“You don’t understand your power, your influence.” The tears were streaming down my face, I was in a seated fetal position and I was choking back sobs as I heard these words. This was not the first time I had heard these words and while my tears may have been coming from a place of hurt feelings, the pain that resonated more deeply was from a place within myself of knowing I was not truly owning my power. In that moment.
As caregivers, we take a backseat. As women, we take a backseat. We give to others before we give to ourselves, we figure out the best role to play within the healthcare team and we sacrifice our own words to decompress a situation, to soothe a suffering individual and in that moment move towards solutions of steady waters for a greater purpose. It’s a difficult balance, being humble and confident, having a voice and knowing when to use it, owning your strength and saying thank you versus brushing it aside. While it may be a humble thing to be gracious, be silent, be kind, it is another to dismiss what is YOU.
I remember the first time I allowed my power to take a backseat. I was a junior in high school and I decided to run for Student Body Secretary. Before we were to give our speeches to the student body, I found out I was running unopposed. Yes, unopposed. I thought, this is wrong, they’ve miscounted, but no….It was just me. I got home and told my Dad and sort of giggled in my high school, almost senioritis attitude, of “BOOM, bitches, take that.” He noticed the swagger and gave me the lesson in humility. He told me I would write a speech and frame it around the theme of voting for me because my peers wanted to, not because it was the only choice. I gave the speech and what came back at me were confused looks, crazy glares and me feeling idiotic. Dim light, check.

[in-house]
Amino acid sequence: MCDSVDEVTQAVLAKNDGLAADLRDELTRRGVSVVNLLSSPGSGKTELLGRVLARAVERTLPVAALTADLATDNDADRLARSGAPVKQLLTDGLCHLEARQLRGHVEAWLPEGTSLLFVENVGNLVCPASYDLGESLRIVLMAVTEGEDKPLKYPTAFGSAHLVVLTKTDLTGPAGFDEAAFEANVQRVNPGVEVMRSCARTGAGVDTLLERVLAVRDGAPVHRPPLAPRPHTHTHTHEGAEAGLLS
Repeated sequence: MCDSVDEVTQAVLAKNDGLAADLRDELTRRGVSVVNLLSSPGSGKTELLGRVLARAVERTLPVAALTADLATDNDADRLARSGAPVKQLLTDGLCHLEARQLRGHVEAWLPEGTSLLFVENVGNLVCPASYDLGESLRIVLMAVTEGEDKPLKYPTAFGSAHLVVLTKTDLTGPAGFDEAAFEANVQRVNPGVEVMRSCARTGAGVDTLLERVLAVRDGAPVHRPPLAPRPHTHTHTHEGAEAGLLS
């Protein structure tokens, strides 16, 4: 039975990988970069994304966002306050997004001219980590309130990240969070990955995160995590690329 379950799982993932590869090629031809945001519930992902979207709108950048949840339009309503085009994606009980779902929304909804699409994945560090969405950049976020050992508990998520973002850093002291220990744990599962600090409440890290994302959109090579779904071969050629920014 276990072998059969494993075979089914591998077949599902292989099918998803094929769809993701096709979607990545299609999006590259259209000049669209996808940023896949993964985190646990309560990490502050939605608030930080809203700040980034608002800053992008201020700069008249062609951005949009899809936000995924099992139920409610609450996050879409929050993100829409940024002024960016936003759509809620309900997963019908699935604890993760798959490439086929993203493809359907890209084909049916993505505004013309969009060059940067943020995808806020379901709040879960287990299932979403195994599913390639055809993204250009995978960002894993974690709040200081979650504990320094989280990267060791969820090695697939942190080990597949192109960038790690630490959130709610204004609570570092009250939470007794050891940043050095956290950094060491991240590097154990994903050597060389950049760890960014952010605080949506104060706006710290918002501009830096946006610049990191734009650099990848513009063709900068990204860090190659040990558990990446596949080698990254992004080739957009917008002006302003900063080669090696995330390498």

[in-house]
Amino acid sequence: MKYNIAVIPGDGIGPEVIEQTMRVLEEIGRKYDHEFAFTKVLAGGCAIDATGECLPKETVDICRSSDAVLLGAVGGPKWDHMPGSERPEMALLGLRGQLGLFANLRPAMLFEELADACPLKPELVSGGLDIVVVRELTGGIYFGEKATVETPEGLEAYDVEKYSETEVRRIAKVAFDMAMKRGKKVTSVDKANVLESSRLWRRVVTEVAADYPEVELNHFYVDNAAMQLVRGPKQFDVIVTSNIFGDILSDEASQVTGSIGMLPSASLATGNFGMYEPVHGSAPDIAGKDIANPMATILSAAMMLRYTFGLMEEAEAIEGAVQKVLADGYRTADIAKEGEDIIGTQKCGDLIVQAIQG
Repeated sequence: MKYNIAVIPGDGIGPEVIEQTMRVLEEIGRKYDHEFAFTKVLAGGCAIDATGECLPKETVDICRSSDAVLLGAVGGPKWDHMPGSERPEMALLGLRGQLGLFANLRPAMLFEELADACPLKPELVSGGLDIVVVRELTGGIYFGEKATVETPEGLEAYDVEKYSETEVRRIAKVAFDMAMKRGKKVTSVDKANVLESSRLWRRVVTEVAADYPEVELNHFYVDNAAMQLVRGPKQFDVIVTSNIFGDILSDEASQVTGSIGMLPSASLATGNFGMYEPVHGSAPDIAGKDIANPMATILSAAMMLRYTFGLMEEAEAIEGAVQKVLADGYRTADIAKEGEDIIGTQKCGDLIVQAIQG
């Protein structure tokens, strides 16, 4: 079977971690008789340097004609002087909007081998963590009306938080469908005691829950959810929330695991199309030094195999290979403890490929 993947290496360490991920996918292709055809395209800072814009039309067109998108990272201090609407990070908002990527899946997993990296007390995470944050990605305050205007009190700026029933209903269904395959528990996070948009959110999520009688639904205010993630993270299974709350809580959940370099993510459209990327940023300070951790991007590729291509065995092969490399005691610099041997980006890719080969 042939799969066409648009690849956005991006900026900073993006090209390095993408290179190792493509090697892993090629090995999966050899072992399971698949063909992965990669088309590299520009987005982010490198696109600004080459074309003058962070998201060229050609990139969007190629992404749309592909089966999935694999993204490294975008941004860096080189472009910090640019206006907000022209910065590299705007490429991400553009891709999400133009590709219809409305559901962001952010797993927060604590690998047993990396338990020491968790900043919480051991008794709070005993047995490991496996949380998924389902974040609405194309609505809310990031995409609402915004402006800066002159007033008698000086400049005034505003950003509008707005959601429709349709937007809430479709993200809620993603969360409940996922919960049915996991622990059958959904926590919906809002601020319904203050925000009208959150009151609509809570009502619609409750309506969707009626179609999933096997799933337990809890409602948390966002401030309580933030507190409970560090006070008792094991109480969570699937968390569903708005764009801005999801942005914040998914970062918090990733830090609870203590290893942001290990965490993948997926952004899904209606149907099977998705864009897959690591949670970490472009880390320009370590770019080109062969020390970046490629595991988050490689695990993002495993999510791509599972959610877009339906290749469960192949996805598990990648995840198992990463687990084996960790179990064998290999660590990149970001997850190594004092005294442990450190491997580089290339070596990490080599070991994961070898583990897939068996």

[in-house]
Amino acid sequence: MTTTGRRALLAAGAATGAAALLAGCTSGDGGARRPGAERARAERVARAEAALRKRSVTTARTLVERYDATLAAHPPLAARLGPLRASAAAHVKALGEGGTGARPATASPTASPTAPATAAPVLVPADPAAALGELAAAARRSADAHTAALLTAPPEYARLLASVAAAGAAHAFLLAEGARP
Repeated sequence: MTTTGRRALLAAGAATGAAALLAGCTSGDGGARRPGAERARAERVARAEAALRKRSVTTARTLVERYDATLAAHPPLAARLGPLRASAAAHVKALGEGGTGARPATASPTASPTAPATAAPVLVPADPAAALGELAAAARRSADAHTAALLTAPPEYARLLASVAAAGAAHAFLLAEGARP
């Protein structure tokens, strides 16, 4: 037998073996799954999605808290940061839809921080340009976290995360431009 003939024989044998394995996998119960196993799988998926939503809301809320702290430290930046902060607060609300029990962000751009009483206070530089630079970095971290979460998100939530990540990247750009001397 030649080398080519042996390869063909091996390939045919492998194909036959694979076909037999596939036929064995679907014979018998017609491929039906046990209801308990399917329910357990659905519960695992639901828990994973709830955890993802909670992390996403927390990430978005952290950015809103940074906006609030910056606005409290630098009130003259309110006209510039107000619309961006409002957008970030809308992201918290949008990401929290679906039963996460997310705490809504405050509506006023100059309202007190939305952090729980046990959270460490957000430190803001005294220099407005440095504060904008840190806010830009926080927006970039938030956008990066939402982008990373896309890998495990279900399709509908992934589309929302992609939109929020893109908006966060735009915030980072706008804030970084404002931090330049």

The next light check came my senior year of high school. I had worked my ass off, pretty much always, but especially my senior year of high school. I grew up fairly poor and knew if I wanted to get to college, I needed to get that money on my own. I filled out hundreds of scholarship applications during the year and hoped that any amount would help my hardworking parents send me out of Elko, Nevada. The night of the awards ceremony, I took my seat in the auditorium and opened the program. There was my name, again and again, scholarships and awards alike. There were times I wasn’t even back in my seat, when my name would be called again. Yes, I thought, YOU GO GIRL. The next day, I was met with backhanded compliments, half-hearted congratulations and “well you know, it’s only because she’s a Gilligan.” My family is well-known in Elko, but that had nothing to do with it. I was deeply hurt, I was utterly confused and my sense was….just dim your light girl. Fade in, smile and nod and just shine “enough.”
I have always known my own power, but I haven’t fully understood how to let it shine in its fullness with humility and grace, vulnerability and courage. As humans, it is not in our nature to lead the pack. It is in our nature to move with it and if you know your power and are leading the pack, there are some that will not understand it, misinterpret it or just flat-out be hatin’ on it. Know that as a caregiver, of yourself and others, you have a divine right and honor to not only know your voice, but use it.